Primrose Hill

Ian Macdonald comedian.bmpI had the most extraordinary gig on Friday night in Primrose Hill in London, wonderful joyous laughter and applause from a clever, fun and warm audience. The evening was well organised and expertly MC’d but the more I muse the more I think there was something else going on too. I think the gathered community needed to laugh together that night, all of us; community, guests, and comedians. At the end of a day of unfolding madness, the humanizing absurdity of laughter was the only possible healing.
Waking up to an entirely different world to the one imagined had been a strange experience. Britain was heading out of the EU, the vote had not gone the way that many had expected. Uncertainty, confusion, and bewilderment abounded … perhaps even more so in London that as a vibrant multi-cultural internationally connected city had not envisaged that ‘out’ was in any way a sensical or entertainable notion.
This environment I think gave the comedy an additional sparkle and edge, laughter was not only a great tonic to be collectively enjoyed, it was much needed.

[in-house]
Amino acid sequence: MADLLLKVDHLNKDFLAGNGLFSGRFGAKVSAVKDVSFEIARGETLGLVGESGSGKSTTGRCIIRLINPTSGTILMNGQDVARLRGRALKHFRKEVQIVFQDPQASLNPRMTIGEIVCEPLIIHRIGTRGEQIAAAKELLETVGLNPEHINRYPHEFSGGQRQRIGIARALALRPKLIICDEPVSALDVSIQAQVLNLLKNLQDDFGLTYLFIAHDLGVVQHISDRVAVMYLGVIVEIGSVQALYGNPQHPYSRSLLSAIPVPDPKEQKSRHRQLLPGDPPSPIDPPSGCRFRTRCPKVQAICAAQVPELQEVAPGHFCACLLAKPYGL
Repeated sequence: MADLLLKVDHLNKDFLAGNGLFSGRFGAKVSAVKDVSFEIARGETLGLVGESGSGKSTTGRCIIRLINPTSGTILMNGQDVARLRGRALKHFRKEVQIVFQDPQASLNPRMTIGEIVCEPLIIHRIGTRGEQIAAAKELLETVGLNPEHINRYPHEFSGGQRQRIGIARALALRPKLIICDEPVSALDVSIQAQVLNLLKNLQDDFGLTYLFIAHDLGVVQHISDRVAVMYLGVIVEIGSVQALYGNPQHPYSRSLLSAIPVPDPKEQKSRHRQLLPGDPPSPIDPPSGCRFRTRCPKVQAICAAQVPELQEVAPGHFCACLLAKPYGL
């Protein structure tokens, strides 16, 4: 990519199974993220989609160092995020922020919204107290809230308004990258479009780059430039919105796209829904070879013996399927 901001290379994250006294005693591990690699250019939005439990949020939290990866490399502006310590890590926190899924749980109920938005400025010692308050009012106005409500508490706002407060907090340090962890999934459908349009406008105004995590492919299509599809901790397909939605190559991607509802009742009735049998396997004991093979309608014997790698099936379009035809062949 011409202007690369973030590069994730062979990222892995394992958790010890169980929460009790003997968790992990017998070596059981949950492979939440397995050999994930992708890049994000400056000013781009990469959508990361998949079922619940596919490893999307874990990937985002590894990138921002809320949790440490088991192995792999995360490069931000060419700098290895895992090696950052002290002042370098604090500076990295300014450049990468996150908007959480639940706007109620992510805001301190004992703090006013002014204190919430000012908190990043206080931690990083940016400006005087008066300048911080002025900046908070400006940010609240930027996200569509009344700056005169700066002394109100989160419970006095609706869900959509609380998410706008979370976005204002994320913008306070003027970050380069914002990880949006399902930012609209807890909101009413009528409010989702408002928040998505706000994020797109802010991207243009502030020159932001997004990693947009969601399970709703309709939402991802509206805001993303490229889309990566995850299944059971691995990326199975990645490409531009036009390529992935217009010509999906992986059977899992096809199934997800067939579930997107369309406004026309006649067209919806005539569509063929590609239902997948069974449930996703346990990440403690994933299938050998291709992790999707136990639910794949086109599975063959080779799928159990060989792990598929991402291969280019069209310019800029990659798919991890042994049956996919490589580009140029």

I think I was already in some kind of imaginary GK Chesterton novel on the walk from Camden to Primrose Hill in the strange bustling atmosphere where everything and nothing had changed on Brexit day. The glorious evening of comedy where the laughter had created a refuge of sanity temporarily separate from the unfolding craziness of a self-destructive ill-informed protest vote … only reinforced this notion.
So this morning over a coffee I decided a re-read of “The Napoleon of Notting Hill” was in order. Sadly neither Primrose Hill or Camden Town featured but I found a quote that emphasized why it is that laughter matters:

“Madmen are always serious; they go mad from lack of humour”

I wonder if a few key leaders should spend a little more time in Comedy Clubs, and whether the reinstating of Court Jesters might be the wisest decision made in the next few weeks.
I believe in comedy, not just because it is a joyous art but because it is a serious one. Laughter is not just a laughing matter, it is a place of deep connection, humanity, vulnerability, and oddly …. of sanity.

One Reply to “Primrose Hill”

  1. In one of his novels (sorry but am on holiday and don’t have my quote book with me) Ben Elton said roughly this:
    ‘The fool in Lear is there to remind the King that he’s a dickhead; we’re all dickheads.’

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